Italy, the country of renaissance, religion and rhetoric, is the subject of Chiara Campara’s quietly beautiful Lessons of Love, a story steeped in culture and contradiction. At the centre of this story is Yuri (Leonardo Lidi), a rural farmer searching for a meaning beyond the mouths of the cows who have fended him, much as he has fended them. At 30 years of age, Yuri is seasoned enough to have mastered the craft of farming, but still seems young enough to find love in a city even wilder than the animals he and his father hold.
There, he meets Agata, a striptease artist anxious to open up his body to pleasures emanating beyond the physical. They go driving, drinking and dancing, and although his girth does not lend itself naturally to the rhythms of a hoe-down (yes, you read that right!), his enthusiasm and good will endears him to Agata’s wilful eye. But beneath the trappings still stands a boy committed to the farmland that has proved both his work and home life. He’s facing a precipice that leads him from a life of tillage for a future spent in another’s guiding arms.
Detracting viewers from the gondoliers that decorate an Italian travelogue, Campara plants us headfirst into an Italy distracted by commerce, concrete and change. Earmarking himself as a lothario, Yuri posits the town’s nightclubs with a burger wrapper propped in his tattered, torn down trouser pocket. His family are concerned for his well being, considering him a parson pushing to the limits of supposed prime. Love comes to him, not on the side of a dance floor, but through the thoroughfare of a private woman’s quarters. Propositioned to join another dance, Yuri is encouraged to buy a pair of Texas boots, shifting the focus away from the calves he hugs daily to the calves that will have to adjust their patterns to the sound of a continent far, far away.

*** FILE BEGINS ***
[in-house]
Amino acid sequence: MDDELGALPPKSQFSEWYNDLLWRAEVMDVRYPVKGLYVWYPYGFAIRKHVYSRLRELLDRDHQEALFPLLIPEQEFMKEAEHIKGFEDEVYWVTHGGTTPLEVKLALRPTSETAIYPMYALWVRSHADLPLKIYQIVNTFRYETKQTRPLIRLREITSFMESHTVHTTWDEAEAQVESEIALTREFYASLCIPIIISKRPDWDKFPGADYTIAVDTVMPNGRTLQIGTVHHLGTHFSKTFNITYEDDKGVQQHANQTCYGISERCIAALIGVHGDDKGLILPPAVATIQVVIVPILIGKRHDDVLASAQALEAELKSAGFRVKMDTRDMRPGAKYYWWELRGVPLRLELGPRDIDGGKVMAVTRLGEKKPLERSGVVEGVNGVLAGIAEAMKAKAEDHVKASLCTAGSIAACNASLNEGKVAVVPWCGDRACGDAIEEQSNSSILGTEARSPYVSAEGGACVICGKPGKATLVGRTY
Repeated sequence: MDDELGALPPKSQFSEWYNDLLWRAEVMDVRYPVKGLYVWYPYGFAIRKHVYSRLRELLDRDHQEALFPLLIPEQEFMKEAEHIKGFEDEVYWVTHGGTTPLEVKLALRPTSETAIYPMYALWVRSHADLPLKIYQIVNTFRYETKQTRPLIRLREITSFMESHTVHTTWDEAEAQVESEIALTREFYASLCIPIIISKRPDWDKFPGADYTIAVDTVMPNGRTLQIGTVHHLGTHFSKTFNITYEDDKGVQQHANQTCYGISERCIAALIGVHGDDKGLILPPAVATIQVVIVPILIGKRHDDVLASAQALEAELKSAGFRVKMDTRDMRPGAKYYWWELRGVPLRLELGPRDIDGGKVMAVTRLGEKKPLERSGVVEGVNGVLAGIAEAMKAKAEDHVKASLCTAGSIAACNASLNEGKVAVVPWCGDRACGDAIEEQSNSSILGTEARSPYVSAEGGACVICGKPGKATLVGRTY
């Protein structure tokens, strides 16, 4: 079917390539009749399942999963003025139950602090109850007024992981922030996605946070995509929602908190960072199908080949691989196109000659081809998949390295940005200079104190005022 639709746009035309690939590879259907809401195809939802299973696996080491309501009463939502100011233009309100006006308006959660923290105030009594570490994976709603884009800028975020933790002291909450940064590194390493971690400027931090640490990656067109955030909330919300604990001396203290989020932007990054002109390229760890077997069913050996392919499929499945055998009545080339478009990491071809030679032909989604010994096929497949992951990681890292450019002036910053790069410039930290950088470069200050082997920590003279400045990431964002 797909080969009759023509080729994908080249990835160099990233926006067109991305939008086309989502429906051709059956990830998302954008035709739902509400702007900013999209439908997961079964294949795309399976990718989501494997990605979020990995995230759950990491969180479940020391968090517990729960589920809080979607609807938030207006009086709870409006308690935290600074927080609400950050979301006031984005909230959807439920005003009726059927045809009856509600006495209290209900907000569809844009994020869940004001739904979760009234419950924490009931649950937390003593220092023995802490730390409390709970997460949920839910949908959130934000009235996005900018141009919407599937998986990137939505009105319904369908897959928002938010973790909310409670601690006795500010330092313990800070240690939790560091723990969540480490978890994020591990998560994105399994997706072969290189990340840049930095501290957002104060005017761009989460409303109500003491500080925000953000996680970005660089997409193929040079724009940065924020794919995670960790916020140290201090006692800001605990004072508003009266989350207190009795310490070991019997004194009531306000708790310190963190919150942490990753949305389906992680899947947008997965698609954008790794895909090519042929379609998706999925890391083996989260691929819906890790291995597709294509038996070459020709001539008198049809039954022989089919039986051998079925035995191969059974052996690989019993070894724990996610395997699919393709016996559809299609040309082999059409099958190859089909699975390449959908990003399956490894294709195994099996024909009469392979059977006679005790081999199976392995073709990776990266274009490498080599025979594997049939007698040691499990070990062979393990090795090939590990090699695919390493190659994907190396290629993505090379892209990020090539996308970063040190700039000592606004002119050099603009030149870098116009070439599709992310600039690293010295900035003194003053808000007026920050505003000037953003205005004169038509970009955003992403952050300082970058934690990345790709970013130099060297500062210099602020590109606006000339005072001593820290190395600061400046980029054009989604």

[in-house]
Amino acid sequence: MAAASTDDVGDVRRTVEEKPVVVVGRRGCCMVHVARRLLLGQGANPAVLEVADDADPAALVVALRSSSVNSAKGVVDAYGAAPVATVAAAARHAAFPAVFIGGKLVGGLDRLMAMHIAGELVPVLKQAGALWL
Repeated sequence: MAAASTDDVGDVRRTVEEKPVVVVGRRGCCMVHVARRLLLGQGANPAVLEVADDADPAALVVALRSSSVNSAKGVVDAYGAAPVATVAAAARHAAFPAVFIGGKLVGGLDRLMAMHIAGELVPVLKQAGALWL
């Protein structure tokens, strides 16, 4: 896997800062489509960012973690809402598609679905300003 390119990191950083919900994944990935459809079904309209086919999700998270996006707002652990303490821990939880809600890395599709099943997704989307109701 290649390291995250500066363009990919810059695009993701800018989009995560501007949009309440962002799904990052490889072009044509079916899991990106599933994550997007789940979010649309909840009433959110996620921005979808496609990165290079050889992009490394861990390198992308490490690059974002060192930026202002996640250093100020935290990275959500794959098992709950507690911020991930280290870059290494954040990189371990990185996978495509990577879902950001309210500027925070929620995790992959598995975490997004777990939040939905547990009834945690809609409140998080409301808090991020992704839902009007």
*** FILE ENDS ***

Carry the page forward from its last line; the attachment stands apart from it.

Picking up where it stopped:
American cinema (frequently based around Italian immigrants) shadows the work, as characters wade in and out of a country that once worked to a different beat. Songs, sung entirely in English, echoes the journey Yuri faces, illustrating an arc more often found in the “coming-of-age” dramas that litter Hollywood’s growing hall of work. Behind him. an Italy (moulded as concretely like the farmers from which the country was founded on) fades into a silhouette of serene-frequently beautiful- montages of crisp, clean cutouts. Campara has conjured a work that adds to the Italian mythos, from a spiritual and also from an emotional perspective. By doing so, it has created their own renaissance, religion and rhetoric.
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